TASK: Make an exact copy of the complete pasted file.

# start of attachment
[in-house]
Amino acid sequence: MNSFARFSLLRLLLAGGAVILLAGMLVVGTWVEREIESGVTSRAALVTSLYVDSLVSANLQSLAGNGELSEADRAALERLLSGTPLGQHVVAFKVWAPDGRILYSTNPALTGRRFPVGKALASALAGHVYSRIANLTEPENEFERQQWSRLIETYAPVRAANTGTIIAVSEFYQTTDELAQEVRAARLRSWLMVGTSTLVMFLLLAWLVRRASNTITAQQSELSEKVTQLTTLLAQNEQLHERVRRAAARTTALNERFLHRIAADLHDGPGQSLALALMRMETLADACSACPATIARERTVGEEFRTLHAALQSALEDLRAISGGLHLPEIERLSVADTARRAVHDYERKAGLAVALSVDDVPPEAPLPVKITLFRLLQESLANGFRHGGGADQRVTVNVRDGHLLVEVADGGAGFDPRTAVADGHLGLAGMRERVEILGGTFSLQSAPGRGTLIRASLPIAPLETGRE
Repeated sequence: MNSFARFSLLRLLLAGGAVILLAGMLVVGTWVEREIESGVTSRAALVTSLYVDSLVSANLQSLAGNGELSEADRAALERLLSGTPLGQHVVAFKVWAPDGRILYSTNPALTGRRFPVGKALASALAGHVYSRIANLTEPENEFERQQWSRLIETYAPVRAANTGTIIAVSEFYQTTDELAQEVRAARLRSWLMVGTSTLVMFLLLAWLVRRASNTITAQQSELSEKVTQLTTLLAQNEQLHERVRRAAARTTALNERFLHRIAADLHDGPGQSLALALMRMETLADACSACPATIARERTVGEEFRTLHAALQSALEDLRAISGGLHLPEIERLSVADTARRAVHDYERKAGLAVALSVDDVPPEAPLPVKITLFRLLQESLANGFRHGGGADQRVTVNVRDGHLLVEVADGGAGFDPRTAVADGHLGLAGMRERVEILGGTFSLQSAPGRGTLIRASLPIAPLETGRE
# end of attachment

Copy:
[in-house]
Amino acid sequence: MNSFARFSLLRLLLAGGAVILLAGMLVVGTWVEREIESGVTSRAALVTSLYVDSLVSANLQSLAGNGELSEADRAALERLLSGTPLGQHVVAFKVWAPDGRILYSTNPALTGRRFPVGKALASALAGHVYSRIANLTEPENEFERQQWSRLIETYAPVRAANTGTIIAVSEFYQTTDELAQEVRAARLRSWLMVGTSTLVMFLLLAWLVRRASNTITAQQSELSEKVTQLTTLLAQNEQLHERVRRAAARTTALNERFLHRIAADLHDGPGQSLALALMRMETLADACSACPATIARERTVGEEFRTLHAALQSALEDLRAISGGLHLPEIERLSVADTARRAVHDYERKAGLAVALSVDDVPPEAPLPVKITLFRLLQESLANGFRHGGGADQRVTVNVRDGHLLVEVADGGAGFDPRTAVADGHLGLAGMRERVEILGGTFSLQSAPGRGTLIRASLPIAPLETGRE
Repeated sequence: MNSFARFSLLRLLLAGGAVILLAGMLVVGTWVEREIESGVTSRAALVTSLYVDSLVSANLQSLAGNGELSEADRAALERLLSGTPLGQHVVAFKVWAPDGRILYSTNPALTGRRFPVGKALASALAGHVYSRIANLTEPENEFERQQWSRLIETYAPVRAANTGTIIAVSEFYQTTDELAQEVRAARLRSWLMVGTSTLVMFLLLAWLVRRASNTITAQQSELSEKVTQLTTLLAQNEQLHERVRRAAARTTALNERFLHRIAADLHDGPGQSLALALMRMETLADACSACPATIARERTVGEEFRTLHAALQSALEDLRAISGGLHLPEIERLSVADTARRAVHDYERKAGLAVALSVDDVPPEAPLPVKITLFRLLQESLANGFRHGGGADQRVTVNVRDGHLLVEVADGGAGFDPRTAVADGHLGLAGMRERVEILGGTFSLQSAPGRGTLIRASLPIAPLETGRE